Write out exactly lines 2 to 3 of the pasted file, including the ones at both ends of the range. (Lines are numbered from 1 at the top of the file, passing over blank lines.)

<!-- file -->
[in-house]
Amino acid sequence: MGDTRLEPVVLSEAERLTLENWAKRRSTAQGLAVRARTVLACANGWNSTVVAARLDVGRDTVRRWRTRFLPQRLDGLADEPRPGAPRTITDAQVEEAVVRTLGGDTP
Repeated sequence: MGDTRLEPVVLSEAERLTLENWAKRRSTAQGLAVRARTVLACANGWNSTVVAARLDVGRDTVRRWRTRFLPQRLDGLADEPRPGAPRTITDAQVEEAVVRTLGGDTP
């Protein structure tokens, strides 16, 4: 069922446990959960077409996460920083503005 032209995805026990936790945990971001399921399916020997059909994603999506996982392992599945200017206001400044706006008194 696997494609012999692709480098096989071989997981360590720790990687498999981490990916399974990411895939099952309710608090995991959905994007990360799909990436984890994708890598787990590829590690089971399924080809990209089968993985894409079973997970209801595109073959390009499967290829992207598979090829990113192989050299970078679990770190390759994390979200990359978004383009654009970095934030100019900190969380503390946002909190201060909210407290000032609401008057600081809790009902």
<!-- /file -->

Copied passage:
Amino acid sequence: MGDTRLEPVVLSEAERLTLENWAKRRSTAQGLAVRARTVLACANGWNSTVVAARLDVGRDTVRRWRTRFLPQRLDGLADEPRPGAPRTITDAQVEEAVVRTLGGDTP
Repeated sequence: MGDTRLEPVVLSEAERLTLENWAKRRSTAQGLAVRARTVLACANGWNSTVVAARLDVGRDTVRRWRTRFLPQRLDGLADEPRPGAPRTITDAQVEEAVVRTLGGDTP